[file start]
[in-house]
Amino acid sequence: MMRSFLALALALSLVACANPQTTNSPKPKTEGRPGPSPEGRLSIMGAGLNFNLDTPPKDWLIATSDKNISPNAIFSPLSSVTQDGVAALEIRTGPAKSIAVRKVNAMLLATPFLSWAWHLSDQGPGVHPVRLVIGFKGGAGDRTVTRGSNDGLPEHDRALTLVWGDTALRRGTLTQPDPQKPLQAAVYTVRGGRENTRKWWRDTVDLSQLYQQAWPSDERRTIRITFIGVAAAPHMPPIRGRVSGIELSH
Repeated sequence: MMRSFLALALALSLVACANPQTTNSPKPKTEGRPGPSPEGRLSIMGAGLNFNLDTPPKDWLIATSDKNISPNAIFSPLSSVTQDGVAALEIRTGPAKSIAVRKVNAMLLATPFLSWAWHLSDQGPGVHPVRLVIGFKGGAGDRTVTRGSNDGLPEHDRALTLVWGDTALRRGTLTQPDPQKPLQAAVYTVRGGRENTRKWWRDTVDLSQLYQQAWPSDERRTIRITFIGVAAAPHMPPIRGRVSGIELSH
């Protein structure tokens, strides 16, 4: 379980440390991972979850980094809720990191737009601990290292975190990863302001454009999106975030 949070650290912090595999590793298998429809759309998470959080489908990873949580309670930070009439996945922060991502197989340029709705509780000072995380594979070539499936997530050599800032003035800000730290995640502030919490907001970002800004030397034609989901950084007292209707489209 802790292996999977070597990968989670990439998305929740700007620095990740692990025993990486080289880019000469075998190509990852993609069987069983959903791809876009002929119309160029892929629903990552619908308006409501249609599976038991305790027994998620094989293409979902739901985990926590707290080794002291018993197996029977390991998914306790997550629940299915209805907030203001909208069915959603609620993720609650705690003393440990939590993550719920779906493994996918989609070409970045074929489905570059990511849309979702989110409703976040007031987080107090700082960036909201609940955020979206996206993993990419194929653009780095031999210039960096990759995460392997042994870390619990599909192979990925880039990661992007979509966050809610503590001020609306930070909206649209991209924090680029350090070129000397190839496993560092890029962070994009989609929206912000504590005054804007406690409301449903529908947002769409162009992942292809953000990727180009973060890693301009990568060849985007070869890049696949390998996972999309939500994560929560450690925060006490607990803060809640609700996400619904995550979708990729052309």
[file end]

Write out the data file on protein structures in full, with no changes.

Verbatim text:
[in-house]
Amino acid sequence: MMRSFLALALALSLVACANPQTTNSPKPKTEGRPGPSPEGRLSIMGAGLNFNLDTPPKDWLIATSDKNISPNAIFSPLSSVTQDGVAALEIRTGPAKSIAVRKVNAMLLATPFLSWAWHLSDQGPGVHPVRLVIGFKGGAGDRTVTRGSNDGLPEHDRALTLVWGDTALRRGTLTQPDPQKPLQAAVYTVRGGRENTRKWWRDTVDLSQLYQQAWPSDERRTIRITFIGVAAAPHMPPIRGRVSGIELSH
Repeated sequence: MMRSFLALALALSLVACANPQTTNSPKPKTEGRPGPSPEGRLSIMGAGLNFNLDTPPKDWLIATSDKNISPNAIFSPLSSVTQDGVAALEIRTGPAKSIAVRKVNAMLLATPFLSWAWHLSDQGPGVHPVRLVIGFKGGAGDRTVTRGSNDGLPEHDRALTLVWGDTALRRGTLTQPDPQKPLQAAVYTVRGGRENTRKWWRDTVDLSQLYQQAWPSDERRTIRITFIGVAAAPHMPPIRGRVSGIELSH
């Protein structure tokens, strides 16, 4: 379980440390991972979850980094809720990191737009601990290292975190990863302001454009999106975030 949070650290912090595999590793298998429809759309998470959080489908990873949580309670930070009439996945922060991502197989340029709705509780000072995380594979070539499936997530050599800032003035800000730290995640502030919490907001970002800004030397034609989901950084007292209707489209 802790292996999977070597990968989670990439998305929740700007620095990740692990025993990486080289880019000469075998190509990852993609069987069983959903791809876009002929119309160029892929629903990552619908308006409501249609599976038991305790027994998620094989293409979902739901985990926590707290080794002291018993197996029977390991998914306790997550629940299915209805907030203001909208069915959603609620993720609650705690003393440990939590993550719920779906493994996918989609070409970045074929489905570059990511849309979702989110409703976040007031987080107090700082960036909201609940955020979206996206993993990419194929653009780095031999210039960096990759995460392997042994870390619990599909192979990925880039990661992007979509966050809610503590001020609306930070909206649209991209924090680029350090070129000397190839496993560092890029962070994009989609929206912000504590005054804007406690409301449903529908947002769409162009992942292809953000990727180009973060890693301009990568060849985007070869890049696949390998996972999309939500994560929560450690925060006490607990803060809640609700996400619904995550979708990729052309």